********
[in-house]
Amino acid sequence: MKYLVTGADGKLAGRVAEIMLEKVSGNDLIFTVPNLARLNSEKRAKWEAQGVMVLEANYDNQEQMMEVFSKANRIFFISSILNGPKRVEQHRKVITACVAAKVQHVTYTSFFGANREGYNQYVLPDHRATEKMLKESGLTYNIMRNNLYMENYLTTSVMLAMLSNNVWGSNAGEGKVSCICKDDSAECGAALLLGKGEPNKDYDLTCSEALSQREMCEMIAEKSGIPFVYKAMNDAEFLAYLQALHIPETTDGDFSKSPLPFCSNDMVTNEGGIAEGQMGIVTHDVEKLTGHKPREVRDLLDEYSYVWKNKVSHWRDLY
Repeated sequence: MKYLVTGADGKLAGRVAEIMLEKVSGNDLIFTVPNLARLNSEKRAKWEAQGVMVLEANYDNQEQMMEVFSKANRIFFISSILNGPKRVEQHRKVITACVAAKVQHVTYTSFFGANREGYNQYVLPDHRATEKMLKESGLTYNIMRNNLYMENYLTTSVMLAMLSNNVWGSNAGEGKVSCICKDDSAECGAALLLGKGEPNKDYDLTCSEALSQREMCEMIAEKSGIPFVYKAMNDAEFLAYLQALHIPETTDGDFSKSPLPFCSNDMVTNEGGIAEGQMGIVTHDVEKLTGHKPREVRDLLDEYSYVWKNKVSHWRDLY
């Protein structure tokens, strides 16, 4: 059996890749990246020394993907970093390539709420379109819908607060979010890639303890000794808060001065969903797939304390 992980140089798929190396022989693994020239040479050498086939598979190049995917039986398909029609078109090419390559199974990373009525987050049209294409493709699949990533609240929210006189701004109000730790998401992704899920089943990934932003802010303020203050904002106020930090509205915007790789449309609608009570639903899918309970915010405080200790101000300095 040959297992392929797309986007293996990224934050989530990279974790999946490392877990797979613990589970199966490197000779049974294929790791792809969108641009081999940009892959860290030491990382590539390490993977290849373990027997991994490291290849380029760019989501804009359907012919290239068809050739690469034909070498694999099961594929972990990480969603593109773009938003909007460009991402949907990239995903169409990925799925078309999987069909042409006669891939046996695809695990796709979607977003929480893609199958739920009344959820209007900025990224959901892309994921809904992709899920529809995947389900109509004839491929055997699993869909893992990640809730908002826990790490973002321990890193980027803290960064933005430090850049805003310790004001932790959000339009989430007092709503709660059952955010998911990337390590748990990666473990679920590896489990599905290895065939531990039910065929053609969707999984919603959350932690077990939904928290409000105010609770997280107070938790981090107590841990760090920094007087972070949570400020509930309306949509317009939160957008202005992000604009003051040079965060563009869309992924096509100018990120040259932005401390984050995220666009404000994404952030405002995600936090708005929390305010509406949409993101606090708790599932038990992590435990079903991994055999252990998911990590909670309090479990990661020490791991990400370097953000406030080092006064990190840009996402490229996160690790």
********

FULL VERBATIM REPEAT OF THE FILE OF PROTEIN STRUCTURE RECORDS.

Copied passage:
[in-house]
Amino acid sequence: MKYLVTGADGKLAGRVAEIMLEKVSGNDLIFTVPNLARLNSEKRAKWEAQGVMVLEANYDNQEQMMEVFSKANRIFFISSILNGPKRVEQHRKVITACVAAKVQHVTYTSFFGANREGYNQYVLPDHRATEKMLKESGLTYNIMRNNLYMENYLTTSVMLAMLSNNVWGSNAGEGKVSCICKDDSAECGAALLLGKGEPNKDYDLTCSEALSQREMCEMIAEKSGIPFVYKAMNDAEFLAYLQALHIPETTDGDFSKSPLPFCSNDMVTNEGGIAEGQMGIVTHDVEKLTGHKPREVRDLLDEYSYVWKNKVSHWRDLY
Repeated sequence: MKYLVTGADGKLAGRVAEIMLEKVSGNDLIFTVPNLARLNSEKRAKWEAQGVMVLEANYDNQEQMMEVFSKANRIFFISSILNGPKRVEQHRKVITACVAAKVQHVTYTSFFGANREGYNQYVLPDHRATEKMLKESGLTYNIMRNNLYMENYLTTSVMLAMLSNNVWGSNAGEGKVSCICKDDSAECGAALLLGKGEPNKDYDLTCSEALSQREMCEMIAEKSGIPFVYKAMNDAEFLAYLQALHIPETTDGDFSKSPLPFCSNDMVTNEGGIAEGQMGIVTHDVEKLTGHKPREVRDLLDEYSYVWKNKVSHWRDLY
């Protein structure tokens, strides 16, 4: 059996890749990246020394993907970093390539709420379109819908607060979010890639303890000794808060001065969903797939304390 992980140089798929190396022989693994020239040479050498086939598979190049995917039986398909029609078109090419390559199974990373009525987050049209294409493709699949990533609240929210006189701004109000730790998401992704899920089943990934932003802010303020203050904002106020930090509205915007790789449309609608009570639903899918309970915010405080200790101000300095 040959297992392929797309986007293996990224934050989530990279974790999946490392877990797979613990589970199966490197000779049974294929790791792809969108641009081999940009892959860290030491990382590539390490993977290849373990027997991994490291290849380029760019989501804009359907012919290239068809050739690469034909070498694999099961594929972990990480969603593109773009938003909007460009991402949907990239995903169409990925799925078309999987069909042409006669891939046996695809695990796709979607977003929480893609199958739920009344959820209007900025990224959901892309994921809904992709899920529809995947389900109509004839491929055997699993869909893992990640809730908002826990790490973002321990890193980027803290960064933005430090850049805003310790004001932790959000339009989430007092709503709660059952955010998911990337390590748990990666473990679920590896489990599905290895065939531990039910065929053609969707999984919603959350932690077990939904928290409000105010609770997280107070938790981090107590841990760090920094007087972070949570400020509930309306949509317009939160957008202005992000604009003051040079965060563009869309992924096509100018990120040259932005401390984050995220666009404000994404952030405002995600936090708005929390305010509406949409993101606090708790599932038990992590435990079903991994055999252990998911990590909670309090479990990661020490791991990400370097953000406030080092006064990190840009996402490229996160690790």